Given all that, it seems reasonable to assume our right cluster will defy the polls in two of its twelve seats (ie two out of Kennedy, Mundell and Orkney and Shetland). That swings ten MPs to our left collection. Of course, it also looks like there's going to be a huge swing from Labour to SNP, but that's not a change between our two groups – both are in the left collection. If the question is whether Ed Miliband or David Cameron is likely to be Prime Minister, then this has little baring.

All this leaves the left collection needing 39 seats from England - in other words, before we get to England, Miliband's already nearly a quarter of the way to his winning figure.

England

Ed Miliband is the first Labour leader in my lifetime who grew up in England, and the polling there on its own makes for interesting reading. In 2010, Labour were 11.5 points behind the Conservatives. Mike Smithson of Political Betting has been occasionally tweeting the England-only polls this time, and there is one consistent story – Labour, while behind, aren't nearly as far behind as they were five years ago: an effect masked to some extent by their astounding collapse in Scotland. On the 9th of February, for example, the Tory lead in England was only four points.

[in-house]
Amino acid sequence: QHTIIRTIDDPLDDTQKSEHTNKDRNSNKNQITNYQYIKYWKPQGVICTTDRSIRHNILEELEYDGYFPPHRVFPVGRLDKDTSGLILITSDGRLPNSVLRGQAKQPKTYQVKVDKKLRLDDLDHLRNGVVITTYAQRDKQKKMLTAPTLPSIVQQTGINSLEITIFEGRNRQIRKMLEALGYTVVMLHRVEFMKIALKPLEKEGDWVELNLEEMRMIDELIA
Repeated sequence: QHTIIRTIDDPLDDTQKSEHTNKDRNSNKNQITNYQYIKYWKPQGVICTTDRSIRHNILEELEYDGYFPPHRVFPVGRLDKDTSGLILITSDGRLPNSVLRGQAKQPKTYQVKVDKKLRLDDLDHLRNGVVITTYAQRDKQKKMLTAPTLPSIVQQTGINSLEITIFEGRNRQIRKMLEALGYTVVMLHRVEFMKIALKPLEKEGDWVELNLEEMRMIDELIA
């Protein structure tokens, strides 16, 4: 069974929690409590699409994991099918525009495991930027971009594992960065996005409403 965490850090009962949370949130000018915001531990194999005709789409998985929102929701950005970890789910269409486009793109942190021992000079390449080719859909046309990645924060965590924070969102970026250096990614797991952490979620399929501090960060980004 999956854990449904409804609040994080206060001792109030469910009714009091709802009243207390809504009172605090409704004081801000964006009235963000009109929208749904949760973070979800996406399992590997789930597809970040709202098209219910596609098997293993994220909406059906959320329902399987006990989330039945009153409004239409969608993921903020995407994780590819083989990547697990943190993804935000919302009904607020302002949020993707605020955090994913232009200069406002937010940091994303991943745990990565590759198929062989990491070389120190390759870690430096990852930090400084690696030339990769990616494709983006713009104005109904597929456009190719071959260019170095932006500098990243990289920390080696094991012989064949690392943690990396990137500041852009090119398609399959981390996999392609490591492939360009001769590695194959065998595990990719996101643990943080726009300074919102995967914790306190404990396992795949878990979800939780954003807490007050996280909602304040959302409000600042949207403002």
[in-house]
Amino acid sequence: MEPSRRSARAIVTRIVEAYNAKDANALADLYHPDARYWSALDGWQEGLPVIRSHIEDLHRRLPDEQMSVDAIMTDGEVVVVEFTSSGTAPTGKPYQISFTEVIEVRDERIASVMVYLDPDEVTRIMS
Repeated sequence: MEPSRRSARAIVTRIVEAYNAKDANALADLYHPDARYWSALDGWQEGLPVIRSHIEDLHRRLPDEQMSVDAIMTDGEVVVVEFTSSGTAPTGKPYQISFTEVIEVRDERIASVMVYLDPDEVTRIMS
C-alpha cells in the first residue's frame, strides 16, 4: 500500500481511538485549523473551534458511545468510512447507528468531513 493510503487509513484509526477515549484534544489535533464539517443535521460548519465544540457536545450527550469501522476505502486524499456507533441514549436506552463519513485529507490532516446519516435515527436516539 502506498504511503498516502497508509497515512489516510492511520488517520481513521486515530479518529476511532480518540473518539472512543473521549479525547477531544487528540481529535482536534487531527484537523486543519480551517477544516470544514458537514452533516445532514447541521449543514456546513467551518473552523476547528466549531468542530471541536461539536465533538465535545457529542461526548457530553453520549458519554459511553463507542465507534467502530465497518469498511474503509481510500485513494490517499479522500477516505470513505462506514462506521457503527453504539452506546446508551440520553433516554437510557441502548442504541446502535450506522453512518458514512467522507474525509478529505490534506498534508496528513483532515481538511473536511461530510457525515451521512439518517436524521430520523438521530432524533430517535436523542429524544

And of course, it's not just the swing between Labour and the Tories that matters – taking Lib Dem seats is just as valuable to Miliband in an election that's about pacts as much as parties. Likewise, whilst UKIP may win up to five seats, it's likely all of them will be from the Conservatives, having no bearing on the relative size of our two groups. On the other hand, the two seats in which Greens have some prospect of making gains – Bristol West and Norwich South, are both held by Lib Dems.